Tutors can offer the required moral support and emotional attention to deal with personal issues like family difficulties and abuse. Individuals are searching for adult guidance, and mentoring could find it uneasy connecting with a teacher during school period; social media, therefore, works as a more approachable and more accessible platform of accomplishing such interactions. Furthermore, more schools need to identify the significance of digital communications in class for the young ones to learn how to use social media best effectively. Similarly, the authors support that 'tutors may also be advantaged from interacting through social media off-school setting in their personal and professional abilities' (Cassock and Hendricks 7). Tutors use social media in learning more about new teaching methods, communicating with their unions, and as a base for interacting with their colleagues. On an individual level, social interactions can be used by teachers to communicate with family and friends.
Several instructors have been penalized by school administrations for posting wrong and inappropriate information on social media, although they posted it during their off time. Officials have disciplined tutors for writing content which portrays a bad example for students since some information involve profanity, alcohol, drugs, or sex. The authors agree that 'it is not considerate to encourage the hard-fought battles for student's right to speech and freedom to be swept out in this technology period' (8). There has been a notable difficulty in balancing the need to enhance learning through the use of technology and respect teacher's first amendment rights. It is indisputable that teenagers can be immoral and bully others on social media. This reason raises problems with the first amendment, whereby, schools need to discipline any communication once they can note any form of intimidation. Secondly, students ought to face punishment after making comments after school hours, while at home. School administrations have no permit of listening in on student's private chats with their peers or teachers.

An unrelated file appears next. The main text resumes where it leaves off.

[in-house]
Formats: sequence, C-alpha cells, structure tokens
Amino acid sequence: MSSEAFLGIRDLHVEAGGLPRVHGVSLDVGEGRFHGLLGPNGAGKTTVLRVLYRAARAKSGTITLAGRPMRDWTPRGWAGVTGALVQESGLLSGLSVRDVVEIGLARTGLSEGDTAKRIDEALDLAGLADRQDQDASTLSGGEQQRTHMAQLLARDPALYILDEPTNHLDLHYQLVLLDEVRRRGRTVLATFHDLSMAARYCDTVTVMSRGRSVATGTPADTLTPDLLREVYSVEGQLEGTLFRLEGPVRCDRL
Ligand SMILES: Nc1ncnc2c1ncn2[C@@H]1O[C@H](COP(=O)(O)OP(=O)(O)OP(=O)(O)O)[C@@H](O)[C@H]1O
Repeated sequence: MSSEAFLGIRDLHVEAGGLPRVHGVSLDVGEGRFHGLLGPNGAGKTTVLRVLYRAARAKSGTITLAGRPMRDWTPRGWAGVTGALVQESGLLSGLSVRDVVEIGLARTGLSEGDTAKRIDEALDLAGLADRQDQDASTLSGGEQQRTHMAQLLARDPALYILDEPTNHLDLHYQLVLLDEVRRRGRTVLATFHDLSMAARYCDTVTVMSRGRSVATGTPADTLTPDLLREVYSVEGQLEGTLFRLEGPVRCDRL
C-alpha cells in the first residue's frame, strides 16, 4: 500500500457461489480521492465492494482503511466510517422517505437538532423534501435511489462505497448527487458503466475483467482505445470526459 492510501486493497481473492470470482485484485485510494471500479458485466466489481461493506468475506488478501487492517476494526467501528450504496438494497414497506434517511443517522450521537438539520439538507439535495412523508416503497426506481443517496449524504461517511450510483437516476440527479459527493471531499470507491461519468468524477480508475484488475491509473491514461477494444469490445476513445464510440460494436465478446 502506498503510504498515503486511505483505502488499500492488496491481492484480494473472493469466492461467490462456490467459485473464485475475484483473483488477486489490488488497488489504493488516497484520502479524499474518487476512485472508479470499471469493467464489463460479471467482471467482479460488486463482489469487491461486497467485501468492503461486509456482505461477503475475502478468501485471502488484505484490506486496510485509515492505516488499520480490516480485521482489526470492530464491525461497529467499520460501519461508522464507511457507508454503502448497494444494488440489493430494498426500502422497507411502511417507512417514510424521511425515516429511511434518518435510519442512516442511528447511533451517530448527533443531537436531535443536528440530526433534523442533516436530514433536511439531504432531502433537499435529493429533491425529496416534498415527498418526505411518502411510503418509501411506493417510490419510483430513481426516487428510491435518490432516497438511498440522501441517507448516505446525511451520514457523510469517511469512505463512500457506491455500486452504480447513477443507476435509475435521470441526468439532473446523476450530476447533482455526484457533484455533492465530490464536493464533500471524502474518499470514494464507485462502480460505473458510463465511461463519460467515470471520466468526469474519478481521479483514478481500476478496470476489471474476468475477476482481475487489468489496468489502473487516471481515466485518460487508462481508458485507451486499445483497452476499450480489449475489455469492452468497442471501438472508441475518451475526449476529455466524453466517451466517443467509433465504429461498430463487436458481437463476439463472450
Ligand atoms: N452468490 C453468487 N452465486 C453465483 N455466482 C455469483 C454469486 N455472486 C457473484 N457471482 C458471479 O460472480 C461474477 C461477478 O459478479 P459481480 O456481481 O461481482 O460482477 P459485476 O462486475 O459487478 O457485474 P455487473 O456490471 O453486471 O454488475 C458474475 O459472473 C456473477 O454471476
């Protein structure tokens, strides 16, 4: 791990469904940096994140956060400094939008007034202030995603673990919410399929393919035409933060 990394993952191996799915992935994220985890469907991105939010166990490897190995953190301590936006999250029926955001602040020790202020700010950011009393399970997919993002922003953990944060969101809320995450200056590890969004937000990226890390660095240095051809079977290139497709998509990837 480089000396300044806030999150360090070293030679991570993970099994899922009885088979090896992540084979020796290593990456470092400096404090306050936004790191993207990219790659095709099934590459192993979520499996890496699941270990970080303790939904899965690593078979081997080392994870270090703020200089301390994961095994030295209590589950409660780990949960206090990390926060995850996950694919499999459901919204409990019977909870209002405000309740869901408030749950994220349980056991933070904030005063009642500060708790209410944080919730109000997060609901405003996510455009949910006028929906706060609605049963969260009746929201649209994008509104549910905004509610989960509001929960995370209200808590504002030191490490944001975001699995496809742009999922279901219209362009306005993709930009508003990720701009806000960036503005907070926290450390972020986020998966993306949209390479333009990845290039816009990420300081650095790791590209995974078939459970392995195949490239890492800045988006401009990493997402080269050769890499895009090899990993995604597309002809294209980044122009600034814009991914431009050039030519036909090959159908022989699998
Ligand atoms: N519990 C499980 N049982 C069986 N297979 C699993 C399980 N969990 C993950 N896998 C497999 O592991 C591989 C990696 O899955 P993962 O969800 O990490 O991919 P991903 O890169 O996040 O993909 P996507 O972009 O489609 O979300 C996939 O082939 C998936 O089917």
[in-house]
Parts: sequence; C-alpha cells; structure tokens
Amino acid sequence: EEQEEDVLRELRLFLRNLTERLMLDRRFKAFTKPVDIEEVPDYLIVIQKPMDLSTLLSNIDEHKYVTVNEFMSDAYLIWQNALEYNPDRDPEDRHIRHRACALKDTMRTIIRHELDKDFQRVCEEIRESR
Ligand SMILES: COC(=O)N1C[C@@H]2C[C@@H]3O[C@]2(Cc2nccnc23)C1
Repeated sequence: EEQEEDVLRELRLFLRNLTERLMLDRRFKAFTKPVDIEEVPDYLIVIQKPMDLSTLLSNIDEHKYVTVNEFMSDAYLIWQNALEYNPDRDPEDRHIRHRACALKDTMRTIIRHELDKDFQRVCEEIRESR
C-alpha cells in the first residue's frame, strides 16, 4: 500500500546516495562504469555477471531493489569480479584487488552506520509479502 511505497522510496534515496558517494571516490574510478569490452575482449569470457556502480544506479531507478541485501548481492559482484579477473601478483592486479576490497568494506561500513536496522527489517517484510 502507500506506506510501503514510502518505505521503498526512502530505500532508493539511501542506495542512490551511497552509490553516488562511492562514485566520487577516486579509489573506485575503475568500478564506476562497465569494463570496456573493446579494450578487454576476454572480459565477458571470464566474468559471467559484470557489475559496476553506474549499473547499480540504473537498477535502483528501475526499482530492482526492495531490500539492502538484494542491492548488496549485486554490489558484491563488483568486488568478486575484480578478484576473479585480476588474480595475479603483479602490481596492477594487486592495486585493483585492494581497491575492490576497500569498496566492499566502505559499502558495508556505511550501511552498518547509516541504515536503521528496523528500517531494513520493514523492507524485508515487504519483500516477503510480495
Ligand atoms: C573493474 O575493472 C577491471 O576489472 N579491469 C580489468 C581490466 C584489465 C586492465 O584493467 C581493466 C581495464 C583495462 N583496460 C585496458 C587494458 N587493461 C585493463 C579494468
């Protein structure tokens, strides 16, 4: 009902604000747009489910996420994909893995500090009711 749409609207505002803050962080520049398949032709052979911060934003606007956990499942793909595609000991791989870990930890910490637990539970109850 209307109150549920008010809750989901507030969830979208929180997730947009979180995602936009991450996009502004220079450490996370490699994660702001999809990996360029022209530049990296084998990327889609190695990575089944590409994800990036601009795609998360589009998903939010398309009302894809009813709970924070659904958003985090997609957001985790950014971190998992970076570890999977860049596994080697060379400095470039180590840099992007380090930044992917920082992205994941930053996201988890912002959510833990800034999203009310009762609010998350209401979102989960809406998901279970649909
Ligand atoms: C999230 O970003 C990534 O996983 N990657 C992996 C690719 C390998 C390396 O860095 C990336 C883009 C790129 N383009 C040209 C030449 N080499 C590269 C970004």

The article states that 'the Pickering court explicitly holds that government workers retain a 1stamendment right to create declarations of societal apprehension when the employee's issue is involved' (Cassock and Hendricks 3). Noting that the 1st amendment rights for educators are not complete, the courts came up with a balancing test which considered the teacher's interest and that of the nation, as a proprietor, in endorsing the public services' efficacy. The Pickering court making use of its new balancing test to reality initially notes that the teacher's letter is never sent to their direct coworkers or supervisors, hence, could not threaten to destabilise harmony or morality in the workplace.
Cassock and Hendricks' article in support of my opinion argues that despite the permissible context used, bans on social media are unlawful since they rarely prohibit the pedagogical use of social media yet they limit speech more than is required to shield unsuitable interactions between teachers and students (9). Nevertheless, these restrictions are not able to identify the significant worth of social media as a mode of communication and an educational tool. Rather than demonizing a method of communication which is taking on a gradually vital part in American society, learning institutions ought to concentrate on curbing detrimental speech itself.
Vasek, Mandy, and Randy Hendricks. "Teachers, Social Media, and Free Speech." eJEP: eJournal of Education Policy (2016).